Like anybody who writes for public consumption, I'm always in danger of making a highly visible error. And since those of us who write opinion pieces usually don't do primary-source journalism, we're dependent on third-party sources. The biggest such source is the mainstream media -- the same media we're constantly criticizing for its poor handling of the facts.
The task of self-correction is made more difficult by the fact that the people most likely to point out your errors are people who hate you and everything you stand for. It takes special effort to listen to vitriolic words and try to find the truth in them. But I do it. For me, that makes it even less excusable that journalists like Jim Brady and Deborah Howell of the Washington Post are so unwilling to do the same.
Take this Halliburton piece I posted earlier today. I had researched and cited MSM news reports to draw my conclusion that Dick Cheney had lied, and would benefit personally from Halliburton's financial performance. Amidst the subsequent comments about my "complete dishonesty," "use of innuendo," and statements like "try a little ... honesty for a change," I found a comment which linked to Factcheck.org. Following the link, I found enough evidence to convince me my statements about Cheney's personal benefit were wrong.
What do you do in a case like that? Well, if you're Brady and Howell you keep repeating your unsubstantiated statement (theirs was that Jack Abramoff "directed" his clients to give money to Democrats, despite the absence of any evidence that he did). In defense, you cite the "nasty" comments you received and make that -- rather than your own error -- the topic of discussion.
Most pundits and commentators do the same. Why? For one thing, there's less respect for the truth today than ever before. Facts themselves are available for twisting to suit any partisan position, and that's tragic. For another, corrections are embarrassing and messy. Who wants to publicly admit they made a mistake? Lastly, it's hard to put aside the upwelling of adrenaline you feel when someone attacks you personally long enough to weigh the merits of their position.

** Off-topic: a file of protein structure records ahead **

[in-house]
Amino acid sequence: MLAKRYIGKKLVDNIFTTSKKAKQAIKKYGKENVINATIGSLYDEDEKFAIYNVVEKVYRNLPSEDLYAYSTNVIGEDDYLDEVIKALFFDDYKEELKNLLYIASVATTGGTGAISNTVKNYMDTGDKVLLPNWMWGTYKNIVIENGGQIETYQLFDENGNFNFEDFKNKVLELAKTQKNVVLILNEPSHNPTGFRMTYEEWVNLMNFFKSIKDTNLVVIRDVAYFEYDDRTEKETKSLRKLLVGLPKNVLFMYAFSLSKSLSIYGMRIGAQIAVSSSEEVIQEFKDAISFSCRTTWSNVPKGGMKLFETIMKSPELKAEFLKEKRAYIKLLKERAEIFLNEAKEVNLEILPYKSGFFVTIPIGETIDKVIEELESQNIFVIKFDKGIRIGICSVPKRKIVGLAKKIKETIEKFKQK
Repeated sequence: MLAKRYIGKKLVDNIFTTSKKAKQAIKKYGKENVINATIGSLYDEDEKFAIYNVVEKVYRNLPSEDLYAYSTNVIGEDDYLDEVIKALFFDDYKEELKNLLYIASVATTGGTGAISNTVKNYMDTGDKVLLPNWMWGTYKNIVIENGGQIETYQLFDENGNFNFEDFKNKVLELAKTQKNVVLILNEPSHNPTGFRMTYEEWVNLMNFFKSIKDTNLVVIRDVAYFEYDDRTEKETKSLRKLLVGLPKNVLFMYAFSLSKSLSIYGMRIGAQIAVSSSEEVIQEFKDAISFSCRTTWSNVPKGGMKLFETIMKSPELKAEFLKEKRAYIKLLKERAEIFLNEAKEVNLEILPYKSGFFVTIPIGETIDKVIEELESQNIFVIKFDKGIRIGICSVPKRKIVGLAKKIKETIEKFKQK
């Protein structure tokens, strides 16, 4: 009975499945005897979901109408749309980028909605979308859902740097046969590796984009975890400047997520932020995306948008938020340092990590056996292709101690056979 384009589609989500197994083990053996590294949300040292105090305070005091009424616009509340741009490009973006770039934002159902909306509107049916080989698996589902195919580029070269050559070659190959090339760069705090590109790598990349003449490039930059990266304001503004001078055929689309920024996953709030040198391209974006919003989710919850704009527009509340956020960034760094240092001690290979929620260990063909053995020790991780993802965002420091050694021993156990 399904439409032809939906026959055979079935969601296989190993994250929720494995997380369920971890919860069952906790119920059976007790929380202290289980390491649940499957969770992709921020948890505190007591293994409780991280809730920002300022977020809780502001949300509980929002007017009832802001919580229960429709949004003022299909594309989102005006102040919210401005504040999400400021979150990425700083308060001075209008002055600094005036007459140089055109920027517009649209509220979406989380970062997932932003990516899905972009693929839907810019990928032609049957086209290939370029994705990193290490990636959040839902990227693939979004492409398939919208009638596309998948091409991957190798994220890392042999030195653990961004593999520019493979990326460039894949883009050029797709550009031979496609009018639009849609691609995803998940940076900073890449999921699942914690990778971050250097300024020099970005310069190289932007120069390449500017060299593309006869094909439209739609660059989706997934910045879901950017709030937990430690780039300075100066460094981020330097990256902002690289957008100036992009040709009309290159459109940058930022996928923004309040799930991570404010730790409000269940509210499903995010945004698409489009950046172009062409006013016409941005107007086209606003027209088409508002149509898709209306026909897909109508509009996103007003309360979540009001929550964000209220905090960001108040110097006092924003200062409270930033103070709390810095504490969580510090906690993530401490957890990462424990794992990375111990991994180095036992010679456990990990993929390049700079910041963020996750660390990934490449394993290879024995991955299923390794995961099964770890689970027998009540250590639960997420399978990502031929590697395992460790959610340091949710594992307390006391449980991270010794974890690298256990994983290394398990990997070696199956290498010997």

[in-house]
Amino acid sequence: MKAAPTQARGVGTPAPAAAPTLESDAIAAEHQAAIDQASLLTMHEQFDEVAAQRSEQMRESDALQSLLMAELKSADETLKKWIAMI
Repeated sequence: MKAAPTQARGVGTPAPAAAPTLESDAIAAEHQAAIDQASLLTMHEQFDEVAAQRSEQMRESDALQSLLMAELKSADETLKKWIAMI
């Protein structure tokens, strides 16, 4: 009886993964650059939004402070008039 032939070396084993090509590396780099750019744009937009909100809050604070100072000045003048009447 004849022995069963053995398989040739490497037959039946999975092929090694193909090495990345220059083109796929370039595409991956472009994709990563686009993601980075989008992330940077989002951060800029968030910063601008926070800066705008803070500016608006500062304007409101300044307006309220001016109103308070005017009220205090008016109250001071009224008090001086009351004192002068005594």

Personally, I think we need more corrections and apologies. I've also been told it's good for your spiritual health to take stock of your own actions and, when wrong, to be willing to make amends.
I've done it before, mostly in private. The most recent case came when I criticized a well-known commentator and, in passing, suggested he wasn't the best-looking guy around. He objected by email (his note was, reasonably enough, entitled "Hey ..."), observed that I "don't look like I'm ready for a screen test either," and said that in his opinion I hadn't fairly summarized his position.
What did I do? I apologized if I hurt his feelings, allowed as I wasn't a "pretty boy" either, and offered to print verbatim any response to my post he might want to present. He declined the last offer, but that's not the point: I made it in good faith.
I'm not Bill O'Reilly: If you've got a point to make, I'll hear you out. If I'm wrong, I'll own up to it -- even if the truth doesn't serve my side of the argument. (And to be fair to O'Reilly, he's one of the few pundits who regularly provides any type of correction on a routine basis.)
That's why I promptly corrected myself today. I hope others will do the same. In that spirit, I offer this list of past errors I have made in my writing, together with my apologies:
1. In Muslim Haters, Fun With Numbers, and Sex With Animals I should not have suggested that Alan Dershowitz is a Muslim hater. In retrospect, I wish I had used the words "Muslim basher." I don't know his personal sentiments about Muslims, and should not have characterized him that way.
2. In Shot Through The Heart And You're to Blame: Conservatism as Psychopathology I should have made it clearer up front that I was comparing the false "conservatism" of leading pundits and politicians to a form of mental illness, not conservatism itself. It's hard for genuine rank-and-file conservatives to read a lede like mine and not have their blood boil so much that they can't properly absorb the rest of my argument.
3. The head of the video blog mentioned in this piece objected to my characterizing her organization as right-leaning.
4. In a piece entitled Was The Universe Intelligently Designed ... by Satan? I suggested that the Dark One was responsible for Michael Bolton's cover version of "When a Man Loves a Woman." There is no evidence for that assertion, and I apologize to Mr. Bolton. Satan, for his part, also disclaims any responsibility for that recording.
5. I was wrong when I told that commentator that I am not a "pretty boy." I am, in fact, quite pretty -- although "boyishly handsome" would be more accurate. (I checked with my wife, and she confirms it.) I was only placating the guy when I denied the existence of my rugged charm.
There! I've done it! My critics and opponents may use this as an opportunity to bash me some more, but that's not the point: the point is honesty, not winning arguments. Believe me, I feel better now.
Mr. Russert, Mr. Matthews, friends at the Washington Post -- I recommend it. It's good for the soul.
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